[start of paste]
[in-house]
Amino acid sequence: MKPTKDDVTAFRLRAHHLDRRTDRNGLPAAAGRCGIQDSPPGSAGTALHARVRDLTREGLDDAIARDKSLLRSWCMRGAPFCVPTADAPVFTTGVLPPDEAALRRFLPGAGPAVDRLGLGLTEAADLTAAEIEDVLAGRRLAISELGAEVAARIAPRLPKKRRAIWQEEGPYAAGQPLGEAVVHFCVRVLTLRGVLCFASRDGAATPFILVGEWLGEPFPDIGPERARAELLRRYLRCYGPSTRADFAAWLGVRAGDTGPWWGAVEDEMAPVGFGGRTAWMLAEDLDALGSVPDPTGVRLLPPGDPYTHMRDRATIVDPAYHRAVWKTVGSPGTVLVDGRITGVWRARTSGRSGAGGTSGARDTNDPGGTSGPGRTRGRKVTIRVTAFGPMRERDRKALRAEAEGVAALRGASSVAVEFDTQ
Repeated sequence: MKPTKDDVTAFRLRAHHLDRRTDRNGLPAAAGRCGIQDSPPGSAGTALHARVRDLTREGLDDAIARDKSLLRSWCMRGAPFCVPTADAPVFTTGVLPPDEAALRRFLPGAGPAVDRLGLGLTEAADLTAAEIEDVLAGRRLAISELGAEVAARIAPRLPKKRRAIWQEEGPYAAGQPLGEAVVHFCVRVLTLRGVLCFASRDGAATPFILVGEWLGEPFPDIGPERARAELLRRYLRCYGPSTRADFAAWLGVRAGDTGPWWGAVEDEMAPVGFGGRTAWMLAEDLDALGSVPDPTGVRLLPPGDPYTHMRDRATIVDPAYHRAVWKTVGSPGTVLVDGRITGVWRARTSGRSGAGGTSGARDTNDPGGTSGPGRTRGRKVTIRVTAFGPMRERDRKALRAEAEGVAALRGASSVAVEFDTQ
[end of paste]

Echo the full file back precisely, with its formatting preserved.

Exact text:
[in-house]
Amino acid sequence: MKPTKDDVTAFRLRAHHLDRRTDRNGLPAAAGRCGIQDSPPGSAGTALHARVRDLTREGLDDAIARDKSLLRSWCMRGAPFCVPTADAPVFTTGVLPPDEAALRRFLPGAGPAVDRLGLGLTEAADLTAAEIEDVLAGRRLAISELGAEVAARIAPRLPKKRRAIWQEEGPYAAGQPLGEAVVHFCVRVLTLRGVLCFASRDGAATPFILVGEWLGEPFPDIGPERARAELLRRYLRCYGPSTRADFAAWLGVRAGDTGPWWGAVEDEMAPVGFGGRTAWMLAEDLDALGSVPDPTGVRLLPPGDPYTHMRDRATIVDPAYHRAVWKTVGSPGTVLVDGRITGVWRARTSGRSGAGGTSGARDTNDPGGTSGPGRTRGRKVTIRVTAFGPMRERDRKALRAEAEGVAALRGASSVAVEFDTQ
Repeated sequence: MKPTKDDVTAFRLRAHHLDRRTDRNGLPAAAGRCGIQDSPPGSAGTALHARVRDLTREGLDDAIARDKSLLRSWCMRGAPFCVPTADAPVFTTGVLPPDEAALRRFLPGAGPAVDRLGLGLTEAADLTAAEIEDVLAGRRLAISELGAEVAARIAPRLPKKRRAIWQEEGPYAAGQPLGEAVVHFCVRVLTLRGVLCFASRDGAATPFILVGEWLGEPFPDIGPERARAELLRRYLRCYGPSTRADFAAWLGVRAGDTGPWWGAVEDEMAPVGFGGRTAWMLAEDLDALGSVPDPTGVRLLPPGDPYTHMRDRATIVDPAYHRAVWKTVGSPGTVLVDGRITGVWRARTSGRSGAGGTSGARDTNDPGGTSGPGRTRGRKVTIRVTAFGPMRERDRKALRAEAEGVAALRGASSVAVEFDTQ